Ferneham Hall redevelopment designs changed to reflect Fareham's 'local character' after council raises concerns

UPDATED designs for the multi-million pound redevelopment of Ferneham Hall have been unveiled following concerns that the proposed building would quickly appear 'dull.'

Saturday, 4th January 2020, 6:00 am
The altered design for Ferneham Hall as it could look after a £12.35m redevelopment.

The executive of Fareham Borough Council will be voting to approve new design concepts for the £12.35m redevelopment of the theatre on Monday.

The architects, Feilden Clegg Bradley Studios, had submitted designs to the executive in September - but councillors raised concerns that it would be costly to maintain the proposed white brick facade.

Susan Bell said: ‘When we looked at the concept designs they looked very white.

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Updated designs for Ferneham Hall following a £12.35m redevelopment.

‘We were concerned that white looks very dull very quickly.

‘We gave the architects a fair amount of leeway with the redesign.’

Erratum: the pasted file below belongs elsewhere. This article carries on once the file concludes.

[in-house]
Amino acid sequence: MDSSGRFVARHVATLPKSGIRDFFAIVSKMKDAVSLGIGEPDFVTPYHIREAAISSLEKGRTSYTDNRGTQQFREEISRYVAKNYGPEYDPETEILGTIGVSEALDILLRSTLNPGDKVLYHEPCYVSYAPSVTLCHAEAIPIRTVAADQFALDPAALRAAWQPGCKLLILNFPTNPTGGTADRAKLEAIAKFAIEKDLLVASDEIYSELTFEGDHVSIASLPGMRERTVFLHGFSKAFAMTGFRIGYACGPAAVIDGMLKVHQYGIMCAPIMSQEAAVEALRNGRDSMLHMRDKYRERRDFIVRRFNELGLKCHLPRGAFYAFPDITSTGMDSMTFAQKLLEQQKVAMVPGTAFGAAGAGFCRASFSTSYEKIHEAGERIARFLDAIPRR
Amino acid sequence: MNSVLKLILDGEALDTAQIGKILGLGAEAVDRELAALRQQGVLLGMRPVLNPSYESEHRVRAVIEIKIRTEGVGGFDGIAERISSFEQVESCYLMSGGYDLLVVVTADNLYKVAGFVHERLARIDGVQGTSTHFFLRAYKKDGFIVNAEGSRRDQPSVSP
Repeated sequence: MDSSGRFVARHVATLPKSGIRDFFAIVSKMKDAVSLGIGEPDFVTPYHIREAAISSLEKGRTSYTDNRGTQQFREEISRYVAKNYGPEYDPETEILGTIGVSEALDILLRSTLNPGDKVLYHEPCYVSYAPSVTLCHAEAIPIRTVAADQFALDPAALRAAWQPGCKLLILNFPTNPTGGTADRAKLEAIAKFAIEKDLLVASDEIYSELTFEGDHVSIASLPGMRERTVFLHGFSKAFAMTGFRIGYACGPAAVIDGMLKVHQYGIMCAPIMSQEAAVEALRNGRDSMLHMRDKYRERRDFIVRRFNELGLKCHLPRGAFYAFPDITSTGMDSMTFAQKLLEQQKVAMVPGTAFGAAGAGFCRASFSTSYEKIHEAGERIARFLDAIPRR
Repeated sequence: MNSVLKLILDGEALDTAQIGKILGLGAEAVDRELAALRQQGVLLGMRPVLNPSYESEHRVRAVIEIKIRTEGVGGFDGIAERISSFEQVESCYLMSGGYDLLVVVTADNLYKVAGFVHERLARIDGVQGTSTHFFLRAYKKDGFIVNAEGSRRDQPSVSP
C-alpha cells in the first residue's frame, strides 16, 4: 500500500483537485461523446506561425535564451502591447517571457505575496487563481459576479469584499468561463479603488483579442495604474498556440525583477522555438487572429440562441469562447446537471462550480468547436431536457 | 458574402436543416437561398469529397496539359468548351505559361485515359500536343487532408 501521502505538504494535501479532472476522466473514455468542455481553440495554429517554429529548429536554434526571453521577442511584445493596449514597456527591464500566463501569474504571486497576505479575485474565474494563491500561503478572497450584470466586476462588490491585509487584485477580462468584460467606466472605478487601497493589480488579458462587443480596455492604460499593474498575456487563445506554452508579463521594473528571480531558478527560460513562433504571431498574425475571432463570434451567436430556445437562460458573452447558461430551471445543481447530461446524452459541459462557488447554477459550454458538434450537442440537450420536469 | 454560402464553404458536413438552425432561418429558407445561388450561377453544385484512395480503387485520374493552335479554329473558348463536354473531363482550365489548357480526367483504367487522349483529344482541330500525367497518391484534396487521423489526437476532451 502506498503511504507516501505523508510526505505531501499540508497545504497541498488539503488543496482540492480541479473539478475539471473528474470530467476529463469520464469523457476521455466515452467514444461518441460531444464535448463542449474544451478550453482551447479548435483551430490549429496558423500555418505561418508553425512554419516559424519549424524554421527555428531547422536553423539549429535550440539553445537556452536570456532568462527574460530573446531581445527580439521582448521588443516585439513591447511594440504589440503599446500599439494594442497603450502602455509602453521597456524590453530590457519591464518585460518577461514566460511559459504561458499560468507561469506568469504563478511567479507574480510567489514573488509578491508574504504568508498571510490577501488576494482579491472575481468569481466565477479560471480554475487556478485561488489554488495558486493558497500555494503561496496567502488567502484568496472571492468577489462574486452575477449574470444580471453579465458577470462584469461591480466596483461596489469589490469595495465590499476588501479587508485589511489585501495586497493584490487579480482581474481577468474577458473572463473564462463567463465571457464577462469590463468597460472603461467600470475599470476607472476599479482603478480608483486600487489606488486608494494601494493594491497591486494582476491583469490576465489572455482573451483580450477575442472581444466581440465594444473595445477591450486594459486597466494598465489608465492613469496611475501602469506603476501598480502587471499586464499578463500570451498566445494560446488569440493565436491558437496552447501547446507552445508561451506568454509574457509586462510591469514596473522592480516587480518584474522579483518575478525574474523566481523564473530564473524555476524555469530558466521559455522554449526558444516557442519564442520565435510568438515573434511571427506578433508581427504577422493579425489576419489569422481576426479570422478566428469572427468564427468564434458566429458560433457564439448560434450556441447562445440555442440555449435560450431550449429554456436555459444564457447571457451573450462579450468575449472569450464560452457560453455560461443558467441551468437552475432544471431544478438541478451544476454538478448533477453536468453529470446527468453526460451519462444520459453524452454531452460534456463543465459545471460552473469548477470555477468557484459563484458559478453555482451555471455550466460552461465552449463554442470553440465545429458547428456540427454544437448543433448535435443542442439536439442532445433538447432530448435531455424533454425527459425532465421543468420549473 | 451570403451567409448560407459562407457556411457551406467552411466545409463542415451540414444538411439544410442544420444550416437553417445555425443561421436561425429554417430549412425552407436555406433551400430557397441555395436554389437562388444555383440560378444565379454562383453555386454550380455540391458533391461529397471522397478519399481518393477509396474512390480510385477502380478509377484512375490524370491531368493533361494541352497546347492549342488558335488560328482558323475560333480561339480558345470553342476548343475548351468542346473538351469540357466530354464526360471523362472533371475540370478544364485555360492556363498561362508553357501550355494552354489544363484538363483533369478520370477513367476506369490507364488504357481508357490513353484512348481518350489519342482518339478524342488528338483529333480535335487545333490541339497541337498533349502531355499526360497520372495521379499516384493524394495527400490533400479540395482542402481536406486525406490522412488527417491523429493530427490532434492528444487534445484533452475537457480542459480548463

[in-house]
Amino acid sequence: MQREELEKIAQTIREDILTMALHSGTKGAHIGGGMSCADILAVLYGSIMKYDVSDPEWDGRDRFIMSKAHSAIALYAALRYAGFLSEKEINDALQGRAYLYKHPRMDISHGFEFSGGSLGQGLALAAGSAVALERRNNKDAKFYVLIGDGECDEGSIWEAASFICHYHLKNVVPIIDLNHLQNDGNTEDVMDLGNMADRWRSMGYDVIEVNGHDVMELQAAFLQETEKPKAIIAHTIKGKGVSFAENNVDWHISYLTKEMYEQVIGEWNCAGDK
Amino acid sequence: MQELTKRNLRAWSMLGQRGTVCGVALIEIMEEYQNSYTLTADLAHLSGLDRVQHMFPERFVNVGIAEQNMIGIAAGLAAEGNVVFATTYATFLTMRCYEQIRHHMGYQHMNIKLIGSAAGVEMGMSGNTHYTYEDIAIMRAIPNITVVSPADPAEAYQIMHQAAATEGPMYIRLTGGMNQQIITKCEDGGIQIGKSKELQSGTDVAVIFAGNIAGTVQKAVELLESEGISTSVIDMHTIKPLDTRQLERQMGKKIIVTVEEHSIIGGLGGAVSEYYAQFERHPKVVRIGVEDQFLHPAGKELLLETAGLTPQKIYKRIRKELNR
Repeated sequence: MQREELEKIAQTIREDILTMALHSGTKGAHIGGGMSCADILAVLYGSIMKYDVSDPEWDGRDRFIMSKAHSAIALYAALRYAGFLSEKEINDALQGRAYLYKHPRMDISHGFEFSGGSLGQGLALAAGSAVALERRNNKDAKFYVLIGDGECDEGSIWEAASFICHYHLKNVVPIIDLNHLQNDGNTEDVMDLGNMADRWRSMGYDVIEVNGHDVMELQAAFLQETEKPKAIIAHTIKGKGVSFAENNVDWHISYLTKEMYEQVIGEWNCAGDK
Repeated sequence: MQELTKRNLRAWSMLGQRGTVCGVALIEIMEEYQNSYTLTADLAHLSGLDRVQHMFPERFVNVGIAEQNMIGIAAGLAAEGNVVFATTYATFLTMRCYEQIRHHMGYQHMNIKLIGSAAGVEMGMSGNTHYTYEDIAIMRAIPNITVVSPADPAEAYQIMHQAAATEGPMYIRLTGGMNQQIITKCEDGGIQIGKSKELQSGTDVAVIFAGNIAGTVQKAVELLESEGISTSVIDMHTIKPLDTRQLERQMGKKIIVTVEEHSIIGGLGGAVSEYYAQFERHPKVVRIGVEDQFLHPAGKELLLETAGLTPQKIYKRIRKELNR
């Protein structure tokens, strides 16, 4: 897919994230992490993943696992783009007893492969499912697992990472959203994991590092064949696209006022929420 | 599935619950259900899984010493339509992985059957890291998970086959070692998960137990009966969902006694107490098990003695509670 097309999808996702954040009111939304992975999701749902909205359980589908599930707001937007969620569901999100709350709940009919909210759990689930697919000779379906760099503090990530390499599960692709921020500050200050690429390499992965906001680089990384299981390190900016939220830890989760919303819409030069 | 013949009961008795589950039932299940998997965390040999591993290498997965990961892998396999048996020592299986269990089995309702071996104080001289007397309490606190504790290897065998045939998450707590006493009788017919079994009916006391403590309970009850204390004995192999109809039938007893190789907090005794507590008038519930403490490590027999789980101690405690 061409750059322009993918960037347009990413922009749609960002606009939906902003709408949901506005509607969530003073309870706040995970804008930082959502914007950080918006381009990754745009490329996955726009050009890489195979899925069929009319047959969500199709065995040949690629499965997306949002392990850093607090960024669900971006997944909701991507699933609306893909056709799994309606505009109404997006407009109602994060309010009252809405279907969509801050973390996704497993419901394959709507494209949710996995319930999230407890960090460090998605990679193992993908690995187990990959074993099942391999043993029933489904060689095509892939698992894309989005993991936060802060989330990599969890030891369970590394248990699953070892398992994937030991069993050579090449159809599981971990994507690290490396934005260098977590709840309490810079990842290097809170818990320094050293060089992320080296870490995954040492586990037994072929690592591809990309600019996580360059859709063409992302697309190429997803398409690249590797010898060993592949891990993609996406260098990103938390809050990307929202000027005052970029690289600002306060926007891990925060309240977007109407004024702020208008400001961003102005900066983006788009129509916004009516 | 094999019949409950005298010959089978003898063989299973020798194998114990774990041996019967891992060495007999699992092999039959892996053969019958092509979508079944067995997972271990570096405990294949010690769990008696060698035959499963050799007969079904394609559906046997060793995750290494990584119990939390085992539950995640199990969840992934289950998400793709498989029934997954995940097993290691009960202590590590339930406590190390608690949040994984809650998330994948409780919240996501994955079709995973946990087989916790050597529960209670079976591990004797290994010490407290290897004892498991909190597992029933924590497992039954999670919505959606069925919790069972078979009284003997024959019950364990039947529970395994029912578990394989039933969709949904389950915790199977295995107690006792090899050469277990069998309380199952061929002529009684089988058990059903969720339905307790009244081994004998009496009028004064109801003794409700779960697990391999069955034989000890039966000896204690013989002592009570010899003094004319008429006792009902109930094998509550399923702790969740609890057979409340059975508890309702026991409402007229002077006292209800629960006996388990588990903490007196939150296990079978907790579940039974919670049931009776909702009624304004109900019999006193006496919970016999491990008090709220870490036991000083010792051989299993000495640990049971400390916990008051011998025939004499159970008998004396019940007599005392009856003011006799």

The design team researched local architecture, including prominent features on a number of Georgian buildings on the High Street and West Street, before incorporating red bricks into their designs in keeping with ‘local character’, according to a council report.

Red bricks from Fareham were popular in the 19th century, and were included in the construction of the Royal Albert Hall.

The altered design for Ferneham Hall as it could look after a £12.35m redevelopment.

Cllr Bell said: ‘I'm really pleased that the architects looked at the architecture in Fareham town centre.

‘We are still working on the interior designs, and we have a brilliant working relationship with the architects.’

The current designs, which refers to the building as Fareham Venue for the designers’ purposes, will see the current 708-seat theatre expanded to 800 seats, with a café operating throughout the day on the ground floor and a terrace bar on the first floor. The original plan was for it to become a 400-seat theatre, but after a consultation it was decided to expand, not decrease the capacity.

The council is also hoping the building, which could feature solar panels on its roof, will not impact its commitment to being carbon neutral by 2030.

Cllr Bell added: 'It’s most important that the building meets our commitment to carbon neutrality.'

The current theatre’s final show, which is Christmas panto Beauty and the Beast, will be staged on Sunday January 5.

Decommissioning the building in preparation for the works will begin later this month, followed by a public consultation before the final application is presented to the council’s planning committee in March.

The theatre is set to be closed for up to two years.